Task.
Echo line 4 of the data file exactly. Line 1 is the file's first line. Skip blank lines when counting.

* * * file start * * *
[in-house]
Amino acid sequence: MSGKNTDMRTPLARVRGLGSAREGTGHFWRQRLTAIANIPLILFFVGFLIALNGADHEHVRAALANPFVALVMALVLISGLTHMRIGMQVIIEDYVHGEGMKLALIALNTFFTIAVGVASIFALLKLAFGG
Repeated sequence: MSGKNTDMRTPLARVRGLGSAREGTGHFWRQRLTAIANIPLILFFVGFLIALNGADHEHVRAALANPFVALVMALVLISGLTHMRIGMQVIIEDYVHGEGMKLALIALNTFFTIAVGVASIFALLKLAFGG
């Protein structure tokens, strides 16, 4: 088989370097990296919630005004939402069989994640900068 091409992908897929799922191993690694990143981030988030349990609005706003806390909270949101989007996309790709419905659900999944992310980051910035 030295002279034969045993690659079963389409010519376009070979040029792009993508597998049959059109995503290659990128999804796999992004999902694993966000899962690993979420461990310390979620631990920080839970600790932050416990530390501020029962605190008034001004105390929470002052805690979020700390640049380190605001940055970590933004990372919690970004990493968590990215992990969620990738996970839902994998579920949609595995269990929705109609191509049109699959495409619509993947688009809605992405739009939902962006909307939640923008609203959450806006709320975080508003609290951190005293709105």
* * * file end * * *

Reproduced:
């Protein structure tokens, strides 16, 4: 088989370097990296919630005004939402069989994640900068 091409992908897929799922191993690694990143981030988030349990609005706003806390909270949101989007996309790709419905659900999944992310980051910035 030295002279034969045993690659079963389409010519376009070979040029792009993508597998049959059109995503290659990128999804796999992004999902694993966000899962690993979420461990310390979620631990920080839970600790932050416990530390501020029962605190008034001004105390929470002052805690979020700390640049380190605001940055970590933004990372919690970004990493968590990215992990969620990738996970839902994998579920949609595995269990929705109609191509049109699959495409619509993947688009809605992405739009939902962006909307939640923008609203959450806006709320975080508003609290951190005293709105």